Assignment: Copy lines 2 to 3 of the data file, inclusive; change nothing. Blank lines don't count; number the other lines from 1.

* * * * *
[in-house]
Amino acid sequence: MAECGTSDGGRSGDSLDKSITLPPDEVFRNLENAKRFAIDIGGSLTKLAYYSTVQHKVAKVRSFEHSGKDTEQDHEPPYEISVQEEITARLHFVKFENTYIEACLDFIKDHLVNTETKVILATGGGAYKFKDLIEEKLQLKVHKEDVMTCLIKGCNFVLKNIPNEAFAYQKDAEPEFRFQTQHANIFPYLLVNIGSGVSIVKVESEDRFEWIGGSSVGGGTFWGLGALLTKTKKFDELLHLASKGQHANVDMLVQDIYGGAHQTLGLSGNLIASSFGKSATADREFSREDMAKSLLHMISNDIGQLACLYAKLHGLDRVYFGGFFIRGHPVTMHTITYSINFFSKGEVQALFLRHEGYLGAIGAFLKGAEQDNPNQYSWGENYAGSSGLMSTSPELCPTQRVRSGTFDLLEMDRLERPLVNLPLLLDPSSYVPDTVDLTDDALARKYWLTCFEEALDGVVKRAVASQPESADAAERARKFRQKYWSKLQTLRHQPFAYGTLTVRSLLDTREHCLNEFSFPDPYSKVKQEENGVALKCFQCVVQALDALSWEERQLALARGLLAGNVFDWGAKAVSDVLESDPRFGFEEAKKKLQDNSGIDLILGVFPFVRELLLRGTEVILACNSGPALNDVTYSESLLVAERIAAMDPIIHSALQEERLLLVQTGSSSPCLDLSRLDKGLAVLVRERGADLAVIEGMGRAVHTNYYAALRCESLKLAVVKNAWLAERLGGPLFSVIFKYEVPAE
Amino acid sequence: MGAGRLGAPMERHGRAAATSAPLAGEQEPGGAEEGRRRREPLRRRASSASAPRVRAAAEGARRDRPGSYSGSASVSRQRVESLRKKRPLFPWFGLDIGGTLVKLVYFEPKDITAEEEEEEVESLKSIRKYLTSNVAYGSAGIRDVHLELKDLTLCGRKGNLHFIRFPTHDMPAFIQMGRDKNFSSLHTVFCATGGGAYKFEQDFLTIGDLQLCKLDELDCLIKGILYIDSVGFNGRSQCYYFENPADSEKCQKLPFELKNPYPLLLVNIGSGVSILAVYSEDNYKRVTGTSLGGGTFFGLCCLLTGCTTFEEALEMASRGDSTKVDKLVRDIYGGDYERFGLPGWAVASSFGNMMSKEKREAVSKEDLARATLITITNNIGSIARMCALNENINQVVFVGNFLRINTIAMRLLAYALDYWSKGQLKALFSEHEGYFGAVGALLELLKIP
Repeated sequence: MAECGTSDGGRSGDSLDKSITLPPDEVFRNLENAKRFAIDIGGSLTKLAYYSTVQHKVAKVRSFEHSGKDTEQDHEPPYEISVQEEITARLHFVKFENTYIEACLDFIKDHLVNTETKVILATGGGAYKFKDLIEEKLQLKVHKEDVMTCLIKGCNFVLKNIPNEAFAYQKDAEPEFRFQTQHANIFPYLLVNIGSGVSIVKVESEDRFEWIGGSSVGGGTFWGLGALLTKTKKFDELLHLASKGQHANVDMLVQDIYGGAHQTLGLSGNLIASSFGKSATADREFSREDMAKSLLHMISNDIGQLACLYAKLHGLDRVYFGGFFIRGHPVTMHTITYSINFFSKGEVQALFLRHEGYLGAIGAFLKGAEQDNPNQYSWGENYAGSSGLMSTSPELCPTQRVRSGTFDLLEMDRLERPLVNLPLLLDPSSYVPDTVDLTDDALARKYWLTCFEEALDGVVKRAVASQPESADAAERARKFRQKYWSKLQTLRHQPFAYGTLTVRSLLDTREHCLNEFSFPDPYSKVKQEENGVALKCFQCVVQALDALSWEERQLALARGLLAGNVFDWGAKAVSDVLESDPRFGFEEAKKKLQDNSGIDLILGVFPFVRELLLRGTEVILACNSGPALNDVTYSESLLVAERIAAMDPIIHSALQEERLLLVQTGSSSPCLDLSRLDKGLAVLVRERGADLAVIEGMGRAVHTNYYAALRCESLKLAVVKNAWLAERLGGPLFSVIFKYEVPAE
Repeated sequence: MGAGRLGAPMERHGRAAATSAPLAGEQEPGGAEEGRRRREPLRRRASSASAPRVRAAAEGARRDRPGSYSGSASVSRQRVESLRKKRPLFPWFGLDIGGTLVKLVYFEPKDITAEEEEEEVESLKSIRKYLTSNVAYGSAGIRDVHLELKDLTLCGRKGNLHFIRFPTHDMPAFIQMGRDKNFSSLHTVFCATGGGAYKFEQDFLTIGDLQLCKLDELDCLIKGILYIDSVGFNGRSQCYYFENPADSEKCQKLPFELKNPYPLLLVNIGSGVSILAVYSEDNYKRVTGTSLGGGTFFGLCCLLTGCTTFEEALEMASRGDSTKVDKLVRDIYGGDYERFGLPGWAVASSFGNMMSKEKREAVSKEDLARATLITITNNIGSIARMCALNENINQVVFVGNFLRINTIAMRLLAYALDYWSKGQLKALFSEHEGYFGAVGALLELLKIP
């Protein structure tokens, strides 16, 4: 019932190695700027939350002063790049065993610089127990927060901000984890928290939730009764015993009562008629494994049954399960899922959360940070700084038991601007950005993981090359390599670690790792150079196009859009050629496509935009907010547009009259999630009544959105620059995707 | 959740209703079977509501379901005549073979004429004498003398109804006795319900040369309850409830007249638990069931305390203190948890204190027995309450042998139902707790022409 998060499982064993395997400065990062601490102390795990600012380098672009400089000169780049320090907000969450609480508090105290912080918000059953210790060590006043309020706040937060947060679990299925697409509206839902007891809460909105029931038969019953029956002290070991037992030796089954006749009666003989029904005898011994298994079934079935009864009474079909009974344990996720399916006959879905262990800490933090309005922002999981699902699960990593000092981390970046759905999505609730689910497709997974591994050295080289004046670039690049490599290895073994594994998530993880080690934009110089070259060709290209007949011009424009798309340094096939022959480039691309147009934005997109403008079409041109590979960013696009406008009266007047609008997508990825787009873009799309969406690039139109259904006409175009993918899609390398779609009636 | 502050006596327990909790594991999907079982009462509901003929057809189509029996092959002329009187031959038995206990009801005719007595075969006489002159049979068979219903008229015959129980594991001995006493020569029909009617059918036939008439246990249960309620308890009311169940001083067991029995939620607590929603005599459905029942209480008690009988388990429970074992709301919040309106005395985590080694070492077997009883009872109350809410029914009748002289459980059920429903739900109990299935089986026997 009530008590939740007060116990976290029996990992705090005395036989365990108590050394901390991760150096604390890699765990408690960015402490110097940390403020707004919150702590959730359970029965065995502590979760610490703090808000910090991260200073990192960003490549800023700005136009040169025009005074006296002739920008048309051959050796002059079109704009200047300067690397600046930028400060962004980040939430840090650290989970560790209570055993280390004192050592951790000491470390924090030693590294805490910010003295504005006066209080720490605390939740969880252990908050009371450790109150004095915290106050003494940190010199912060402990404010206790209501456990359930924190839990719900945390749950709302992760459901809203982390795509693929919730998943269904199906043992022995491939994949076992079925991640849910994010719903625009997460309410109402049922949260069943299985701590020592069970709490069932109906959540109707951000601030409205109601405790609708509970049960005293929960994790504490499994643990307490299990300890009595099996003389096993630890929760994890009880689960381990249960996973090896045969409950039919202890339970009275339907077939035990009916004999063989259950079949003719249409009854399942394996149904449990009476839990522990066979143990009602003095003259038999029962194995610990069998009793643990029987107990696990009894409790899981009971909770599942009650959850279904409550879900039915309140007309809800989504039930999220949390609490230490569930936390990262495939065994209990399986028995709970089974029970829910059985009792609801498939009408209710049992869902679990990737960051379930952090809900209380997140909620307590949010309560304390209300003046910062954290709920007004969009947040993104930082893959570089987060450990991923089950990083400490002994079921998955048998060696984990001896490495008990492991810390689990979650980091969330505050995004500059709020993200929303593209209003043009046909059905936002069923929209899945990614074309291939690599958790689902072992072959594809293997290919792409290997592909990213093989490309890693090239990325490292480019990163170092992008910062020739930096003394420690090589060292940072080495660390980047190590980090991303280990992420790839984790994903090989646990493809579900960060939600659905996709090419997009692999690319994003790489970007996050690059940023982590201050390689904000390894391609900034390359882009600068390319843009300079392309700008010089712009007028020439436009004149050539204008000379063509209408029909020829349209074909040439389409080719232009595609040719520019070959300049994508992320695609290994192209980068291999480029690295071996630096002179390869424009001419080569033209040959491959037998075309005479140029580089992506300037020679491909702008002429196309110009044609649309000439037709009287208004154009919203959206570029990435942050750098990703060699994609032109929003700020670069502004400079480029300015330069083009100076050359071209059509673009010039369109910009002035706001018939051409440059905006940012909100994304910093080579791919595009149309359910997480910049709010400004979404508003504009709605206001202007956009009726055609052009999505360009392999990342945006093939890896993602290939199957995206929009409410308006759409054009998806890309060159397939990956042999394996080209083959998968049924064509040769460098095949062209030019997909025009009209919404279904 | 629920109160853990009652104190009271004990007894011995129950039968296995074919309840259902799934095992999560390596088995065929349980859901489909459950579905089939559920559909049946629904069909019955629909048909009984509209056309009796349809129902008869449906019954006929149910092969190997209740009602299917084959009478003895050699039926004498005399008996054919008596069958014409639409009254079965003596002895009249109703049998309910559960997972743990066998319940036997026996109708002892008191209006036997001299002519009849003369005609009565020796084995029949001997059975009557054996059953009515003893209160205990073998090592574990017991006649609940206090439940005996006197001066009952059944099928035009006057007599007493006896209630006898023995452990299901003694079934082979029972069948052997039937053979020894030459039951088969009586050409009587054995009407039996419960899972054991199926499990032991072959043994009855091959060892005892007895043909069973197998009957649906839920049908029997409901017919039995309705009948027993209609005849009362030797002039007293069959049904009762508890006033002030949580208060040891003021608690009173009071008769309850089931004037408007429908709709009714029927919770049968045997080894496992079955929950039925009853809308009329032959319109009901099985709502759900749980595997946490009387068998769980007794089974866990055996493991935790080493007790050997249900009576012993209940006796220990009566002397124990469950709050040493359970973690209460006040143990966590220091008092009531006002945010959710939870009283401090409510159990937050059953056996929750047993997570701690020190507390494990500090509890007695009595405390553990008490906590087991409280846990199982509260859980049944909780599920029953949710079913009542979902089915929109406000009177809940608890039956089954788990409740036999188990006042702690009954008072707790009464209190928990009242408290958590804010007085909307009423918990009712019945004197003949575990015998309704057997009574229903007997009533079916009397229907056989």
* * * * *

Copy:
Amino acid sequence: MAECGTSDGGRSGDSLDKSITLPPDEVFRNLENAKRFAIDIGGSLTKLAYYSTVQHKVAKVRSFEHSGKDTEQDHEPPYEISVQEEITARLHFVKFENTYIEACLDFIKDHLVNTETKVILATGGGAYKFKDLIEEKLQLKVHKEDVMTCLIKGCNFVLKNIPNEAFAYQKDAEPEFRFQTQHANIFPYLLVNIGSGVSIVKVESEDRFEWIGGSSVGGGTFWGLGALLTKTKKFDELLHLASKGQHANVDMLVQDIYGGAHQTLGLSGNLIASSFGKSATADREFSREDMAKSLLHMISNDIGQLACLYAKLHGLDRVYFGGFFIRGHPVTMHTITYSINFFSKGEVQALFLRHEGYLGAIGAFLKGAEQDNPNQYSWGENYAGSSGLMSTSPELCPTQRVRSGTFDLLEMDRLERPLVNLPLLLDPSSYVPDTVDLTDDALARKYWLTCFEEALDGVVKRAVASQPESADAAERARKFRQKYWSKLQTLRHQPFAYGTLTVRSLLDTREHCLNEFSFPDPYSKVKQEENGVALKCFQCVVQALDALSWEERQLALARGLLAGNVFDWGAKAVSDVLESDPRFGFEEAKKKLQDNSGIDLILGVFPFVRELLLRGTEVILACNSGPALNDVTYSESLLVAERIAAMDPIIHSALQEERLLLVQTGSSSPCLDLSRLDKGLAVLVRERGADLAVIEGMGRAVHTNYYAALRCESLKLAVVKNAWLAERLGGPLFSVIFKYEVPAE
Amino acid sequence: MGAGRLGAPMERHGRAAATSAPLAGEQEPGGAEEGRRRREPLRRRASSASAPRVRAAAEGARRDRPGSYSGSASVSRQRVESLRKKRPLFPWFGLDIGGTLVKLVYFEPKDITAEEEEEEVESLKSIRKYLTSNVAYGSAGIRDVHLELKDLTLCGRKGNLHFIRFPTHDMPAFIQMGRDKNFSSLHTVFCATGGGAYKFEQDFLTIGDLQLCKLDELDCLIKGILYIDSVGFNGRSQCYYFENPADSEKCQKLPFELKNPYPLLLVNIGSGVSILAVYSEDNYKRVTGTSLGGGTFFGLCCLLTGCTTFEEALEMASRGDSTKVDKLVRDIYGGDYERFGLPGWAVASSFGNMMSKEKREAVSKEDLARATLITITNNIGSIARMCALNENINQVVFVGNFLRINTIAMRLLAYALDYWSKGQLKALFSEHEGYFGAVGALLELLKIP